The invention can form a stabilized pump-bottle fluid atomizer. Such a stabilized atomizer typically includes a pump mechanism operable to pressurize a fluid contained in the pump-bottle. The pump mechanism generally includes a pump head displaceable by a human digit through a vertical distance between a first and a second elevation. Further included are a conduit between the pump head and a fluid atomizing nozzle, and a brace between the pump-bottle and the conduit. The brace desirably is configured and arranged to hold the conduit thus resisting motion of the nozzle during actuation of the pump mechanism. It is currently preferred for the conduit to include a distal portion that is deformable to orient a fluid discharge direction of the nozzle.

Exemplary braces are adapted for removable attachment to the conduit. Furthermore, the pump head is desirably adapted for removable attachment to the pump mechanism, thus permitting replacement of a low cost assembly comprising the pump head, the conduit, and the atomizing nozzle. The low cost assembly may be replaced between treatment of different patients to maintain sterility of the atomizer and prevent patient cross-contamination.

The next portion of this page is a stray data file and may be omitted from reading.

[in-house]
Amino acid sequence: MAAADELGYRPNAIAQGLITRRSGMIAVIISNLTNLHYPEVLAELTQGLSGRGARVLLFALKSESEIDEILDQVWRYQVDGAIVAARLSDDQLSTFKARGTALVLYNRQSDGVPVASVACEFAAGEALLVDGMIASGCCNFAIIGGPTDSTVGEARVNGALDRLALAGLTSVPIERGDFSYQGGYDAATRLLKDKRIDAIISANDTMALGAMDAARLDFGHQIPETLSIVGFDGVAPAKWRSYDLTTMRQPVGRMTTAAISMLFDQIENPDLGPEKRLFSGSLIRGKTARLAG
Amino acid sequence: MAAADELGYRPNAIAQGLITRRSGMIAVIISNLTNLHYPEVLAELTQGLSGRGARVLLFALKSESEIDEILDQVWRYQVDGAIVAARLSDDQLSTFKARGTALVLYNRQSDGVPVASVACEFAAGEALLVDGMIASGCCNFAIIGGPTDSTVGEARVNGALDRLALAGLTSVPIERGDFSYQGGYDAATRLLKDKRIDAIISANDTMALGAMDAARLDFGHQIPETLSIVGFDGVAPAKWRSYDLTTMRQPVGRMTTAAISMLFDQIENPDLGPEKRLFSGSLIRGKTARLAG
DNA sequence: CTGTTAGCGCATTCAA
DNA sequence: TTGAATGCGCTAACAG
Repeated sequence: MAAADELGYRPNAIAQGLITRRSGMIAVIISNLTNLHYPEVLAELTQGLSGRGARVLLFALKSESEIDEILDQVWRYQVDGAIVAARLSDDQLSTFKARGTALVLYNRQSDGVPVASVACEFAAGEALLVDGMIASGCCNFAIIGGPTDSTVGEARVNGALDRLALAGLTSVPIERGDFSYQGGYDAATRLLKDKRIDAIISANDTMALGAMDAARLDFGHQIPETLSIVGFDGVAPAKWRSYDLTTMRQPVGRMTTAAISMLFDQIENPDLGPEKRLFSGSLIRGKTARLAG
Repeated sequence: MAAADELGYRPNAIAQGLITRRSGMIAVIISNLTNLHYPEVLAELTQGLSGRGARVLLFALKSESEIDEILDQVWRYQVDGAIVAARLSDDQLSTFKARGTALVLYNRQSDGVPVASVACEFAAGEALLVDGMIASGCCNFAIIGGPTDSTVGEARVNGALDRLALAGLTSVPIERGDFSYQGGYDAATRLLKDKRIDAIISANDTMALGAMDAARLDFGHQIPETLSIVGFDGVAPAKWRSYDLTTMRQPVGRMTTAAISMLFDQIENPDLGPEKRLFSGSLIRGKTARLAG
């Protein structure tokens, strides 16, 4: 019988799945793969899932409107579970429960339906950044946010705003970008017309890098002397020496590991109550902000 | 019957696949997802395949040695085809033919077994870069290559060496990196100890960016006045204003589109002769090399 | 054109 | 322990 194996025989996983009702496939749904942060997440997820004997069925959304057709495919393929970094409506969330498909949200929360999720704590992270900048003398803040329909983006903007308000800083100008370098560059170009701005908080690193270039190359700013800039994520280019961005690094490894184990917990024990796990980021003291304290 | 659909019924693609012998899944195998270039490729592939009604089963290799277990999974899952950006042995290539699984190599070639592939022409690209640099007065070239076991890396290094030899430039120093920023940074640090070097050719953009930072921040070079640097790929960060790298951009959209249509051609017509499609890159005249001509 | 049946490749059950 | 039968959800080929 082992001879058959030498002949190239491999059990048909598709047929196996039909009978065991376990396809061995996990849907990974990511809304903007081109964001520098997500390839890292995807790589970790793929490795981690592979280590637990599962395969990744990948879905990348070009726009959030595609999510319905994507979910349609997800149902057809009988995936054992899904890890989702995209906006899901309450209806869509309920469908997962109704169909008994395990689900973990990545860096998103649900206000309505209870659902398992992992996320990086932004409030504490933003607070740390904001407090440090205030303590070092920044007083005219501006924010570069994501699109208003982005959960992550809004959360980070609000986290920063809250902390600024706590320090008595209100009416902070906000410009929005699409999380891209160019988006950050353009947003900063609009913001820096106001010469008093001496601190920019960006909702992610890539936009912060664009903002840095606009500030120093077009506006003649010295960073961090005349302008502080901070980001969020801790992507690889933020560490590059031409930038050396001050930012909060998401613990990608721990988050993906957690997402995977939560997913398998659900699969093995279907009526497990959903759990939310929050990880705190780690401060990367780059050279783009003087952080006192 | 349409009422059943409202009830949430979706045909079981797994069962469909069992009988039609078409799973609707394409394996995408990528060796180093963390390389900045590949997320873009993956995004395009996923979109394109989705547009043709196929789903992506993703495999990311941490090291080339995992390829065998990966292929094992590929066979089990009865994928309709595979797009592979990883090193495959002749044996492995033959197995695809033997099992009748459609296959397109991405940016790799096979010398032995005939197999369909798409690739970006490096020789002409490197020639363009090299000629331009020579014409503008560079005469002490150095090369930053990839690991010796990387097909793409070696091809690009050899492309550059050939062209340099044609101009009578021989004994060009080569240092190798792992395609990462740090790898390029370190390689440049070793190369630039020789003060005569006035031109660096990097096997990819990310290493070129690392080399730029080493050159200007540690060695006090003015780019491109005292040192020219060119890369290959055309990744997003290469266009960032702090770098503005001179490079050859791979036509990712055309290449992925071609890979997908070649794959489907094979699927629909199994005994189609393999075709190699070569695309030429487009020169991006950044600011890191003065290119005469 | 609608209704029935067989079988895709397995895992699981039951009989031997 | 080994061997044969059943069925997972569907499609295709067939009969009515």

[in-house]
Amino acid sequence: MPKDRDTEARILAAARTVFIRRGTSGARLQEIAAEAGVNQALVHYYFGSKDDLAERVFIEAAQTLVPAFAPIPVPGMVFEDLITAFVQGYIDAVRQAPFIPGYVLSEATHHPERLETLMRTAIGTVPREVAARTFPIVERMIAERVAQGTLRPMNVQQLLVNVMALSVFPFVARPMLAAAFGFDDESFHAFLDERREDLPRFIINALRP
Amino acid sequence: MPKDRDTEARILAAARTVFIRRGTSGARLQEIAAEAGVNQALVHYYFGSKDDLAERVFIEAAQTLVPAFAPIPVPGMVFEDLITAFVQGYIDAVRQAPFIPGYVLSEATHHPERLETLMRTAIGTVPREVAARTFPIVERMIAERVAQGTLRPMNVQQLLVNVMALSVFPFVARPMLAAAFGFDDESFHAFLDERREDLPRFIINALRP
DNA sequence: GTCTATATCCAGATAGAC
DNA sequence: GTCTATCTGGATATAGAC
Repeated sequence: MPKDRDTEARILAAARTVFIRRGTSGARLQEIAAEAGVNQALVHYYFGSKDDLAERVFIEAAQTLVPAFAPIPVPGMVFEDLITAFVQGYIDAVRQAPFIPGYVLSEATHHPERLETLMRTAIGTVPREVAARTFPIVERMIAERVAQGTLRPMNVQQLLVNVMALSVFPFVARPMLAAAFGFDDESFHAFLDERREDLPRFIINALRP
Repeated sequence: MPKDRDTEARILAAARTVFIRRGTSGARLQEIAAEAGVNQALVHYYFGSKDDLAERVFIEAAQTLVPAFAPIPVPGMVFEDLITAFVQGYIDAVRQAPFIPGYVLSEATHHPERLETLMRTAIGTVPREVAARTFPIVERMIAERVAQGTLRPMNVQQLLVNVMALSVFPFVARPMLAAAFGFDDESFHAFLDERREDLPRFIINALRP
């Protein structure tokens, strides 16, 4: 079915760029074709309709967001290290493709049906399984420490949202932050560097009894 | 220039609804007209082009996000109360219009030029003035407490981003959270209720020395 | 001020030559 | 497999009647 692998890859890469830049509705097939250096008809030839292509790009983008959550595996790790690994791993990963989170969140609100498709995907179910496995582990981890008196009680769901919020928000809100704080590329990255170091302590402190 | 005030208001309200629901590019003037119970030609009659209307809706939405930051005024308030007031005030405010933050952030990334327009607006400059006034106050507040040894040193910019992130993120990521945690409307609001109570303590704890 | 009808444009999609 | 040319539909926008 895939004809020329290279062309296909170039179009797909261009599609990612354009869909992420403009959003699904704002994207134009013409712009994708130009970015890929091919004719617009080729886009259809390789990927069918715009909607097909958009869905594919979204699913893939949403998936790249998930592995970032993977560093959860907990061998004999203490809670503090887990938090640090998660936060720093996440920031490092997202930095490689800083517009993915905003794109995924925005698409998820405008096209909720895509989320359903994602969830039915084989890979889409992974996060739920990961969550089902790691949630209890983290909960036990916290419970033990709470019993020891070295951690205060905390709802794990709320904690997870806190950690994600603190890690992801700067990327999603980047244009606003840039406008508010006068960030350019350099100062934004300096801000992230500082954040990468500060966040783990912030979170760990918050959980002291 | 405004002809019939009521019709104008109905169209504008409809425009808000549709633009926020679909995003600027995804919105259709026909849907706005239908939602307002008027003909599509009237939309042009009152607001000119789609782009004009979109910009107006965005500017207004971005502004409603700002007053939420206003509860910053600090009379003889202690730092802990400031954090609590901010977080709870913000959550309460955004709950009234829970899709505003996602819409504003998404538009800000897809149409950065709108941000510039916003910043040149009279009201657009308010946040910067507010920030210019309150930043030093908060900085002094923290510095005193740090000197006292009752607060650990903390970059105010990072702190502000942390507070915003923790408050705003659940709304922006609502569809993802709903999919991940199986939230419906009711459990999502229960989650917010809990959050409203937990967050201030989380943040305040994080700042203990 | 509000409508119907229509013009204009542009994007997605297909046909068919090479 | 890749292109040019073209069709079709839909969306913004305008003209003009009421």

The invention can also be embodied as a pump-bottle fluid atomizer, including a bottle structured to hold a fluid, and a pump mechanism operable to pressurize the fluid in the bottle. One serviceable pump mechanism includes a pump head displaceable by a human digit through a vertical distance between a first and a second elevation. Such a pump-bottle fluid atomizer also typically includes a bendable conduit between the pump head and a fluid atomizing nozzle. The bendable conduit includes a malleable and deformable portion permitting user control over the orientation of a direction of discharge from the nozzle. The pump-bottle fluid atomizer can also include a brace, between the bottle and the conduit, operable to reduce motion of the nozzle during actuation of the pump mechanism.

BRIEF DESCRIPTION OF THE SEVERAL VIEWS OF THE DRAWINGS

In the drawings, which illustrate what are currently considered to be the best modes for carrying out the invention:

FIG. 1 is a side view of an embodiment of the invention.

FIG. 2 is a side view of a second embodiment of the invention;

FIG. 3 is a top view of bottle enlargement structure illustrated in FIG. 2;

FIG. 4 is a side view in elevation of a prior art atomizer,

FIG. 5 is a view in perspective of one embodiment of brace structure, also illustrated in FIG. 1, according to the invention;

FIG. 6 is a currently preferred embodiment of the invention;

FIG. 7 is a cross-section view of a conduit illustrated in FIG. 6, taken through section 6-6 and looking in the direction of the arrows; and